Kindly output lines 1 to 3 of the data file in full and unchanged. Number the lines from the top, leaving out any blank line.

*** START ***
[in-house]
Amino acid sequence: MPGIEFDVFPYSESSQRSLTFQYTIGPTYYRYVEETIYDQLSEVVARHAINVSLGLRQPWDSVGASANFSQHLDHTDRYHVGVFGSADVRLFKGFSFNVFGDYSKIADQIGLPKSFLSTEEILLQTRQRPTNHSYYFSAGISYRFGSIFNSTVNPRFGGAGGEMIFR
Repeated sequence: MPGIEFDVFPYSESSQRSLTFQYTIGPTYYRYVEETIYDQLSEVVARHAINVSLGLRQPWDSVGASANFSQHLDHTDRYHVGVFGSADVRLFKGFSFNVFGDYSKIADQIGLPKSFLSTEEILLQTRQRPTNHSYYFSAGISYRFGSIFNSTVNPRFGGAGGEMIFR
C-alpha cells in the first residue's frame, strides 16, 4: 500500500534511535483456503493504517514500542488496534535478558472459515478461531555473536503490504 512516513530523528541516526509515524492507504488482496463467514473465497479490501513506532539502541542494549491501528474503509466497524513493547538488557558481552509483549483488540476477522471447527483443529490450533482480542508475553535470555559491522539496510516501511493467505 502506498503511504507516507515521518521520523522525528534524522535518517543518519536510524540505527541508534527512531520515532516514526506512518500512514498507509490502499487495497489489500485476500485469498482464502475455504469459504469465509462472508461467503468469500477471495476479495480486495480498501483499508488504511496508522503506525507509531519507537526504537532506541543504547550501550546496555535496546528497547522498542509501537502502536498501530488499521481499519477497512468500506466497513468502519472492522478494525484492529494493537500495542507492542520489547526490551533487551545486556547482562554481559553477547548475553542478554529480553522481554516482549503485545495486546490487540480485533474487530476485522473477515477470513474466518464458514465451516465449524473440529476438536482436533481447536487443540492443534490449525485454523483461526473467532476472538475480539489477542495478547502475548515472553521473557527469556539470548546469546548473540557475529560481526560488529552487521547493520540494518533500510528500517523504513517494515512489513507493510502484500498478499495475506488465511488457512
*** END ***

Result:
[in-house]
Amino acid sequence: MPGIEFDVFPYSESSQRSLTFQYTIGPTYYRYVEETIYDQLSEVVARHAINVSLGLRQPWDSVGASANFSQHLDHTDRYHVGVFGSADVRLFKGFSFNVFGDYSKIADQIGLPKSFLSTEEILLQTRQRPTNHSYYFSAGISYRFGSIFNSTVNPRFGGAGGEMIFR
Repeated sequence: MPGIEFDVFPYSESSQRSLTFQYTIGPTYYRYVEETIYDQLSEVVARHAINVSLGLRQPWDSVGASANFSQHLDHTDRYHVGVFGSADVRLFKGFSFNVFGDYSKIADQIGLPKSFLSTEEILLQTRQRPTNHSYYFSAGISYRFGSIFNSTVNPRFGGAGGEMIFR